TFG: Design and development of a reliable routing protocol for Wireless Sensor Networks

multihop

Wireless Sensor Networks, or WSN, is one of the most promising fields of research when talking about Information Technology, as its use and deployment is extended in developing projects related to Internet of Things.

WSN are composed by multiple wireless tiny sensor nodes called motes, which are equipped with a microcontroller and some sensors capable to measure physical data of the parameter to be monitored. They also feature one or several radio antennas, meant to share the gathered data with the rest of the sensor nodes in the network.

Many projects have been developed using WSN, all of them with the common characteristic of the need of sharing data among nodes. This is achieved by the implementation of a network protocol on the nodes.

Different research lines have been followed and scientific papers have been published related to the field of WSN network protocols, most of them focused on the creation of algorithms and theoretical work rather than on field implementation and actual deployment of the network protocol on physical nodes.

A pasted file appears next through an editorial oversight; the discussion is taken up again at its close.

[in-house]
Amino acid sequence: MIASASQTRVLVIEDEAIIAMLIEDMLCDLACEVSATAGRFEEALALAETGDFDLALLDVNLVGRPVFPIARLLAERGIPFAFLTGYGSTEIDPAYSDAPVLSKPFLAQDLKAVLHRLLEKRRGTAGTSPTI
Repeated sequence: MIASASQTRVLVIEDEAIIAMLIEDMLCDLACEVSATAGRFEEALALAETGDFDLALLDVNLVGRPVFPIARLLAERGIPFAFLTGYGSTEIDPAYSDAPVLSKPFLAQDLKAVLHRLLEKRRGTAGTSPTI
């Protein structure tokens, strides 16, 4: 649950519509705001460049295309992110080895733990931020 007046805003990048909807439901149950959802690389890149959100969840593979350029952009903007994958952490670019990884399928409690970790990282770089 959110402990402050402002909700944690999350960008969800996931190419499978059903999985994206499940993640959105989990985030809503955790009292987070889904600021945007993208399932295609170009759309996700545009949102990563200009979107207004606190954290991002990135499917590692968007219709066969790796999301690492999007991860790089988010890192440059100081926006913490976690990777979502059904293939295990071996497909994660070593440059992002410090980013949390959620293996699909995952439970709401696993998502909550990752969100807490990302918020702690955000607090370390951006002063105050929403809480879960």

multihop
Multihop packet sending between nodes on WSN

The final objective of this thesis is the development of a realiable routing protocol for WSN, which is meant to establish routes among the nodes which later will be used as paths for sending and receiving data. It will be ready to use for stablishing networks on any project based on WSN developed by the B105 Electronic Systems Lab Research Group, regardless of its application or purpose. Multihop will be one of the main features on this routing protocol.

This protocol has been designed to be reliable, customizable and adaptable to the different needs a WSN developer may have. Its code is portable to different motes, and has been developed as a process running within the FreeRTOS operating system, which is node sensor oriented. Besides, the Contiki netstack, Rime, and its customized layer of communication services provided by the B105 Electronic Systems Lab, have been the main sources of primitive communication modules used on the development of this routing protocol.